Medicare Advantage plans have been improperly denying many medical claims and refusing to pay, putting profits before patients' well-being. That is the story that hit the major news feeds following an HHS report that came out in September 2018.
Motives sinister or not
The motives for denying medical claims may not be as sinister as many people think. But there is a disturbing pattern that strongly suggests the possibility that claims are being denied with the expectation that few people will actually file an appeal.
♦ Medicare Advantage plans are a popular alternative to traditional Medicare.
The plans offer potential advantages, including a doctor who can coordinate care. Private plans have an annual limit on out-of-pocket expenses; traditional Medicare does not.
♦ The plans now cover more than 20 million people. This represents about one-third of all Medicare beneficiaries. Experts predict that these plans will be coving one-half of all Medicare patients by 2021.
The Department of Health and Human Services (HHS) which oversees the Center for Medicare and Medicaid Services (CMS) encourages people to enroll in Medicare Advantage plans.
The Trump administration has taken a favorable view toward Medicare Advantage plans.
• The administration approved an increase in payments to plan sponsors. The tax cuts passed by Congress in 2017 give health insurers additional tax breaks. Congress also suspended a fee imposed on insurance companies by the Affordable Care Act.
♦ Unfortunately, the way the Medicare payment system is setup, insurance companies that administer these Advantage plans have a financial incentive to deny claims.
The insurers are paid by CMS a monthly fee per member. If the cost of providing care is less than the fee, the insurer keeps the balance.
Insurers may also receive a bonus for keeping costs down and for meeting quality of care standards. An insurer can also be penalized and lose money if they fail to provide the care they are supposed to. But very few insurers receive more than a slap on the wrist for questionable actions.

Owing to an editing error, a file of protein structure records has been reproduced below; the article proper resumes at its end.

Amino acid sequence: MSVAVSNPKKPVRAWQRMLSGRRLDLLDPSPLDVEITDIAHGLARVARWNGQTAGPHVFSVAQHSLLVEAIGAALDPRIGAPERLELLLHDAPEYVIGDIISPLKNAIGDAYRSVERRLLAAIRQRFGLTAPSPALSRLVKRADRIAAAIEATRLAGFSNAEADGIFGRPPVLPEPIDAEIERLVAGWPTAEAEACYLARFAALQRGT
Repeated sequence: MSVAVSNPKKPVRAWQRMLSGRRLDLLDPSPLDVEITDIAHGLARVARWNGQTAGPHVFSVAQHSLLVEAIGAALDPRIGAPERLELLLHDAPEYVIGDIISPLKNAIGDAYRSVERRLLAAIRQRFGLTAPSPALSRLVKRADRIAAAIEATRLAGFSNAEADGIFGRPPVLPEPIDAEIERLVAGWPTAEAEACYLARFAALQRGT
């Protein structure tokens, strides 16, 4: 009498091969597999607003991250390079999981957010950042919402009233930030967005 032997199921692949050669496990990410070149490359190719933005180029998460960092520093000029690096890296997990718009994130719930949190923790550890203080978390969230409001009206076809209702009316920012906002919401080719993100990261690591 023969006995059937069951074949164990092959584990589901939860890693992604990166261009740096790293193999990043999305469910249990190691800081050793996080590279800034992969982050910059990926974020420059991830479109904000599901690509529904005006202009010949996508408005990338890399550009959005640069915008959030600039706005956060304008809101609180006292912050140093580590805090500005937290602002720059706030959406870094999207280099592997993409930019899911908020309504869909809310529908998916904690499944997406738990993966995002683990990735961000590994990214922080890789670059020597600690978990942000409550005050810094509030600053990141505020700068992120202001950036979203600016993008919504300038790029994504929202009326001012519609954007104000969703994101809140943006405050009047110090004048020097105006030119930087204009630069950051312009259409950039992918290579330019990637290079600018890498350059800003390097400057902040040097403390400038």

• The dilemma is that insurance companies participate in this market to make a profit. The more they approve for payment the more their profits can be affected.
The current model can only work if payouts are rare. This is hardly the case when it comes to the needs of the elderly and chronically ill patients.
♦ The Inspector General of HHS issued a report in September of 2018 that goes into great detail about the number of medical claims that were denied by Medicare Advantage plans. The report casts doubt on Advantage plan administrators’ motives for denying claims and their willingness to help beneficiaries appeal denials.
• The report adds to the perception of guilt that the industry has cultivated over a long time.
For years, insurance companies used tactics like charging astronomical premiums or denying coverage to people with pre-existing conditions all in the name of protecting profits. This is a legacy that will not go away.
The Department of Health and Human Services (HHS) reviewed data collected by Medicare from 2014 thru 2016. They looked at the number of denied claims. And the number of appeals that were filed. They found too many denials along with too few appeals.
As part of the review, they looked at 448 million requests for payment made in 2016. Preauthorization requests were 24 million with 4 percent (about 600 thousand) being denied. Requests for payment for services already received were 424 million with 8 percent (about 34 million) being denied.
♦ The report states that the percentage of denials is disturbing and suggests further investigation is needed.
The review highlighted the fact that less than 1 percent of patients or providers appealed these denials. This leads one to wonder why.
♦ Of the claims that were appealed, the majority (close to 75 percent) were either paid in full or partially. This point should stand out as encouragement to everyone to not give-up, APPEAL.
The report went on to state concerns about the high overturn rate of appealed denials.
♦ They report that there were widespread and persistent findings about inappropriate denials.
This raised concerns that “some Medicare Advantage beneficiaries and providers were denied services and payments that should have been provided. This is especially concerning because beneficiaries and providers rarely used the appeals process designed to ensure access to care and payment.”